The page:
Look to America's urban areas to create a permanent GOP majority
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In 2002, liberal academic Ruy Teixeira and writer John Judis authored a book titled “The Emerging Democratic Majority,” which argued that demographic shifts would usher in an era of Democratic dominance. Twelve years later, with hat in hand, Judis wrote a follow-up piece titled “The Emerging Republican Advantage,” and described his earlier hypothesis as a mirage.  

Today, Republicans ponder an advantage that very few anticipated prior to November 8th. Donald Trump remade the electoral map by growing his base in rural America, winning states like Pennsylvania and Wisconsin that haven’t voted for a Republican presidential candidate since the 1980s. 


The President-elect has a tremendous opportunity to create the elusive permanent majority—but only if he builds on his initial overtures in cities and inner suburbs by articulating policy proposals directed at all their residents. 

Once the party of the big city mayor, the Republican Party is now relegated to holding just three mayoral seats in the largest twenty-five cities. In losing office, the GOP also atrophied in most cities, particularly these large cities totaling thirty-five million people or 11% of the population.

Not surprising, in 2012 President Obama defeated Mitt Romney by 31 points in cities and by 16 points in core suburbs, as reported by American Communities Project. 

Dismal as these numbers are, a recent analysis of election data from the Brookings Institution shows that Trump underperformed Romney in both primary cities and high-density suburbs. Trump’s share of the vote was 1.1 percentage points lower in the former, and 3.6 percentage points lower in the latter.   

Of course, Trump still won, offsetting his losses in the cities with unexpectedly large gains elsewhere. But, it doesn’t have to be this way. Republicans can start paying attention to cities and core suburbs, thereby a future Republican candidate’s path to the White House will involve a growing, not a shrinking electorate. 

Or said another way, Trump has an opportunity to build on his initial appeal to city residents which will help make the GOP more competitive in races to come and create more pathways to victory for him in 2020. As an urban dweller and city developer, the President-elect is uniquely positioned to make it happen.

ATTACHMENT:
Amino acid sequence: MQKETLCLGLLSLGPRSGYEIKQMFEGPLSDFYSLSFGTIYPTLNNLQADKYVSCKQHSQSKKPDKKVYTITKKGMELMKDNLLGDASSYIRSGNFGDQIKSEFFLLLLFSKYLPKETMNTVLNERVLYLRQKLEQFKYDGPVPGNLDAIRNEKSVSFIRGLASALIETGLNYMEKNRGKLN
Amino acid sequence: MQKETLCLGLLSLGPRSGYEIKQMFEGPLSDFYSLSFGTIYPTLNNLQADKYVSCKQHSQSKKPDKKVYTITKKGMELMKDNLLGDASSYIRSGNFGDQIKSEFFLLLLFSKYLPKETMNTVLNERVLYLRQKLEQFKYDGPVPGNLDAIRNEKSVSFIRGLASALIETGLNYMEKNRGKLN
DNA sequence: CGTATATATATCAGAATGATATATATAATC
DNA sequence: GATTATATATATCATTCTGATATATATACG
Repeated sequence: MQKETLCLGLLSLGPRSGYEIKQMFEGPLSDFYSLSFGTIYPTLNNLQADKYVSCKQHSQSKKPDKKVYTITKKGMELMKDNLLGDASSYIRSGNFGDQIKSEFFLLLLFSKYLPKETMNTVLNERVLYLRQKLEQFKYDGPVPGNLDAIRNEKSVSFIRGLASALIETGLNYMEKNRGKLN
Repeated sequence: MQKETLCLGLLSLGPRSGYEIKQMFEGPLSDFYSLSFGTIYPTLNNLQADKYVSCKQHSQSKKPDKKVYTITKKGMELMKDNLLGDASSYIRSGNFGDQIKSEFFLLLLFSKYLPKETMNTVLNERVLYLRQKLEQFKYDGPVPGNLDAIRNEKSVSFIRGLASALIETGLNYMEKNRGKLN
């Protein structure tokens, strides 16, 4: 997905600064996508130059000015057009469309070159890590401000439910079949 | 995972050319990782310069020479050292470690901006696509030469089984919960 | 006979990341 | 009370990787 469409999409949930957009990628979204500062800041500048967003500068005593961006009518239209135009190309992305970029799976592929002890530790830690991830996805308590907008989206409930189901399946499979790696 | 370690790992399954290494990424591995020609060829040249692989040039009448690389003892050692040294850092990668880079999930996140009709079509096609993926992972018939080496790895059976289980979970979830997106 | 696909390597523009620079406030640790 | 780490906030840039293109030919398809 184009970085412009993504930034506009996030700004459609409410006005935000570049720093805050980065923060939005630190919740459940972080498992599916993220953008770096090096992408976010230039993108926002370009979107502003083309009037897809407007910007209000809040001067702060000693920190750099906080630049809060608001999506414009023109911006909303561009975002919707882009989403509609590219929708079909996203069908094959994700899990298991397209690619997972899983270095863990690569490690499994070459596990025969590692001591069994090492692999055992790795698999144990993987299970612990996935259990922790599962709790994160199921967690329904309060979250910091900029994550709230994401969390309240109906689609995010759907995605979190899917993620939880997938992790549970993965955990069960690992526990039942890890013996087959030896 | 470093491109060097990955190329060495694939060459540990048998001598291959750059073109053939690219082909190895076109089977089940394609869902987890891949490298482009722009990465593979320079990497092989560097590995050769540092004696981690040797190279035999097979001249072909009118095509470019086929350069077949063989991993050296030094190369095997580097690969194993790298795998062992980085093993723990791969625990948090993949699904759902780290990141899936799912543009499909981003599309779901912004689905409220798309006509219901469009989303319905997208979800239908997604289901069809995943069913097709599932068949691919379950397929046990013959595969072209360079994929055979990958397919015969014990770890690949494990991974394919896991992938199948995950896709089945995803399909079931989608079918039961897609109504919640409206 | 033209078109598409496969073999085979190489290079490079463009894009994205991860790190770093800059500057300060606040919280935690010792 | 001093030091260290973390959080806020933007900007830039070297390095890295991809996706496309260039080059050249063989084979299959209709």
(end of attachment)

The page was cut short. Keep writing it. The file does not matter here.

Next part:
Appealing to urban residents starts by crafting a Republican agenda that addresses the policy challenges facing them, and a good place to start is Speaker Paul RyanPaul Davis RyanJeffries blasts Trump for attack on Thunberg at impeachment hearing Live coverage: House Judiciary to vote on impeachment after surprise delay House Ethics Committee informs Duncan Hunter he can no longer vote after guilty plea MORE’s legislative package known as “A Better Way.” Speaker Ryan is exactly right in advocating for school choice and Washington, DC’s Opportunity Scholarship Program. Both programs are designed and proven to give low-income students access to better performing schools. 

But children from middle-class families face the same problem too — poor public schools and few affordable education alternatives. Often, the only option for them is moving out of the city to a performing public school in the suburbs. A GOP Urban Agenda must address education reform in a large way for these middle-income families.

Another plank in the new Republican Urban Agenda must include affordable housing. Speaker Ryan’s plan outlines a number of smart proposals, including ones to synthesize the various federal assistance programs to avoid creating a disincentive to work.

A broader GOP Urban Agenda should include plans to make housing more affordable for a broader array of families — those who may not qualify for federal assistance, but still have trouble affording housing in the city. 

By reforming government policies that increase the cost of housing--such as land use regulations and federal finance programs requiring artificially-inflated construction wages-- the GOP can help millennials and other city residents find a home that they can afford. 

The 2016 presidential election demonstrated that targeting non-urban working class voters is still a successful electoral strategy. But, a President TrumpDonald John TrumpDems want tougher language on election security in defense bill Five aides to Van Drew resign ahead of his formal switch to GOP The myth of the conservative bestseller MORE can remake the electoral map once again by showing that Republicans can broaden their tent to include core suburban and urban residents.

The GOP has the next four years to outline and advocate for a Republican Urban Agenda, to show this diverse and growing electorate how we can make America great — for everyone. 

Jill Homan is the Republican National Committeewoman for DC. She launched www.city.gop to advocate for Republican candidates and the GOP in cities. (Twitter: @cityGOP)

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